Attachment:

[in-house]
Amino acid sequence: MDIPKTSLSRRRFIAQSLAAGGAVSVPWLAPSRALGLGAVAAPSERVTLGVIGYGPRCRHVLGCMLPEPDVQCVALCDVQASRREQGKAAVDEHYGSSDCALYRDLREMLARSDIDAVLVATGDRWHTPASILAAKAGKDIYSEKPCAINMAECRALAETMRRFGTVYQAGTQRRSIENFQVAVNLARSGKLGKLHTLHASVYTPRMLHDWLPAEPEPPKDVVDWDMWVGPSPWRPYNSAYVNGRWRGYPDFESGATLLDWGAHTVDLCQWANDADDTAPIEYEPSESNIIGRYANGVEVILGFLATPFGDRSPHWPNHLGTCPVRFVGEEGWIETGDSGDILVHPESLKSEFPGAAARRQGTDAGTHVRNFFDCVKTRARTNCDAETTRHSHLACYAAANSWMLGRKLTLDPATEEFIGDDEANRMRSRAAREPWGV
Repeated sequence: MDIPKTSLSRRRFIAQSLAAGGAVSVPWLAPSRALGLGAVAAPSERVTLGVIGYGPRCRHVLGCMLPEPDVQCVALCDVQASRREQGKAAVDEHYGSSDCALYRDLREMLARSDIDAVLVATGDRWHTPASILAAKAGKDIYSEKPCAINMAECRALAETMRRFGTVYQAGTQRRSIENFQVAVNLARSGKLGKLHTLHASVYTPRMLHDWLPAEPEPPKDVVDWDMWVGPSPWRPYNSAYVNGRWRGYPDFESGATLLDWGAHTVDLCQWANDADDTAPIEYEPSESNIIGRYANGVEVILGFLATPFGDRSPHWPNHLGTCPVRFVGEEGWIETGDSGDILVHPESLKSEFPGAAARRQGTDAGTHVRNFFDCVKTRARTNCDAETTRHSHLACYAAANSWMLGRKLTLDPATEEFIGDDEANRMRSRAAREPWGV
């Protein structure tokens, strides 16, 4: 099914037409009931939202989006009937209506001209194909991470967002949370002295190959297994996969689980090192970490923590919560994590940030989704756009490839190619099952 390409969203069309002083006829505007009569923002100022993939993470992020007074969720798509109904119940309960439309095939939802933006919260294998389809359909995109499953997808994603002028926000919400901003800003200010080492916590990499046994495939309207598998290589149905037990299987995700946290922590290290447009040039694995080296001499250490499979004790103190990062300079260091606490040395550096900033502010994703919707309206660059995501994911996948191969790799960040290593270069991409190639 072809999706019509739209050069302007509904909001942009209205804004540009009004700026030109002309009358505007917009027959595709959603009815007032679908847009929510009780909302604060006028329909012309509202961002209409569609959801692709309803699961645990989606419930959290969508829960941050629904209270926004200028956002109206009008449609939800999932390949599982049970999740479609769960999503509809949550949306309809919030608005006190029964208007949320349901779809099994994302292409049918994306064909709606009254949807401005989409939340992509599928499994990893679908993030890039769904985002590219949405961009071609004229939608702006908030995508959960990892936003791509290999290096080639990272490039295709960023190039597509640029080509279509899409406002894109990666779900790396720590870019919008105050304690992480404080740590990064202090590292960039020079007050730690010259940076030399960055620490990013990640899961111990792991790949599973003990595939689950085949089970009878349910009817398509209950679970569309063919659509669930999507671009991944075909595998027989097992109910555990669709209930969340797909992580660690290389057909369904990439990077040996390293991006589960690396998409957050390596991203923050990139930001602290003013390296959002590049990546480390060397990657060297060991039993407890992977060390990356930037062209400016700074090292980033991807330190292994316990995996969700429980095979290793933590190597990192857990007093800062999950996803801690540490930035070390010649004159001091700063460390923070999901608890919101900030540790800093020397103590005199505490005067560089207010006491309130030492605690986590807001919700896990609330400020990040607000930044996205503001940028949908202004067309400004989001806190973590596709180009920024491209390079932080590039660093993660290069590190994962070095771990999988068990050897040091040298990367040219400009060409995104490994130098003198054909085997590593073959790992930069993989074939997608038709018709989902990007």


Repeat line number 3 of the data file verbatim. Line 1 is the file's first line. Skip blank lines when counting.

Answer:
Repeated sequence: MDIPKTSLSRRRFIAQSLAAGGAVSVPWLAPSRALGLGAVAAPSERVTLGVIGYGPRCRHVLGCMLPEPDVQCVALCDVQASRREQGKAAVDEHYGSSDCALYRDLREMLARSDIDAVLVATGDRWHTPASILAAKAGKDIYSEKPCAINMAECRALAETMRRFGTVYQAGTQRRSIENFQVAVNLARSGKLGKLHTLHASVYTPRMLHDWLPAEPEPPKDVVDWDMWVGPSPWRPYNSAYVNGRWRGYPDFESGATLLDWGAHTVDLCQWANDADDTAPIEYEPSESNIIGRYANGVEVILGFLATPFGDRSPHWPNHLGTCPVRFVGEEGWIETGDSGDILVHPESLKSEFPGAAARRQGTDAGTHVRNFFDCVKTRARTNCDAETTRHSHLACYAAANSWMLGRKLTLDPATEEFIGDDEANRMRSRAAREPWGV